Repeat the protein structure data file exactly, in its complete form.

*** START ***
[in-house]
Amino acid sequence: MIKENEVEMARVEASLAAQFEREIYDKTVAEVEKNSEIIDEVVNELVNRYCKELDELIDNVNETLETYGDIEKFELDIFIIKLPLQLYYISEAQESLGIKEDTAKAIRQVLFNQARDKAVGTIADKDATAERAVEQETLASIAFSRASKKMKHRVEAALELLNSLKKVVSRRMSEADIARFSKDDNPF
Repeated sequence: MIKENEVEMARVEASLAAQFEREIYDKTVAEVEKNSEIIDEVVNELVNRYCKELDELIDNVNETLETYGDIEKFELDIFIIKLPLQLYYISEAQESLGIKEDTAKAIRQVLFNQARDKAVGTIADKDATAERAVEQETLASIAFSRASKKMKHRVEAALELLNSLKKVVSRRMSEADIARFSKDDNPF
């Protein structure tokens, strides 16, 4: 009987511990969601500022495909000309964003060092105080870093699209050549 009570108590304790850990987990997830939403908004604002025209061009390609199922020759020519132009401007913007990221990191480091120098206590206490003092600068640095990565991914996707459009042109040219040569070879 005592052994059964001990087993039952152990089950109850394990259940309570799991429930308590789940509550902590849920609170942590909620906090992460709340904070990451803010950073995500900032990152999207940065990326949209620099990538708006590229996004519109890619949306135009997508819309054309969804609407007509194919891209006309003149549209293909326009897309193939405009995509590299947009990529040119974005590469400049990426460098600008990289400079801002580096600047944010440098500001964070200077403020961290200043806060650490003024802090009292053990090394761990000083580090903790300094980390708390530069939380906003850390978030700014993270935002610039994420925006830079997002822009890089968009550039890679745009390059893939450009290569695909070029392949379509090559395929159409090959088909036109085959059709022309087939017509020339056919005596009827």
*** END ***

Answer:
[in-house]
Amino acid sequence: MIKENEVEMARVEASLAAQFEREIYDKTVAEVEKNSEIIDEVVNELVNRYCKELDELIDNVNETLETYGDIEKFELDIFIIKLPLQLYYISEAQESLGIKEDTAKAIRQVLFNQARDKAVGTIADKDATAERAVEQETLASIAFSRASKKMKHRVEAALELLNSLKKVVSRRMSEADIARFSKDDNPF
Repeated sequence: MIKENEVEMARVEASLAAQFEREIYDKTVAEVEKNSEIIDEVVNELVNRYCKELDELIDNVNETLETYGDIEKFELDIFIIKLPLQLYYISEAQESLGIKEDTAKAIRQVLFNQARDKAVGTIADKDATAERAVEQETLASIAFSRASKKMKHRVEAALELLNSLKKVVSRRMSEADIARFSKDDNPF
């Protein structure tokens, strides 16, 4: 009987511990969601500022495909000309964003060092105080870093699209050549 009570108590304790850990987990997830939403908004604002025209061009390609199922020759020519132009401007913007990221990191480091120098206590206490003092600068640095990565991914996707459009042109040219040569070879 005592052994059964001990087993039952152990089950109850394990259940309570799991429930308590789940509550902590849920609170942590909620906090992460709340904070990451803010950073995500900032990152999207940065990326949209620099990538708006590229996004519109890619949306135009997508819309054309969804609407007509194919891209006309003149549209293909326009897309193939405009995509590299947009990529040119974005590469400049990426460098600008990289400079801002580096600047944010440098500001964070200077403020961290200043806060650490003024802090009292053990090394761990000083580090903790300094980390708390530069939380906003850390978030700014993270935002610039994420925006830079997002822009890089968009550039890679745009390059893939450009290569695909070029392949379509090559395929159409090959088909036109085959059709022309087939017509020339056919005596009827």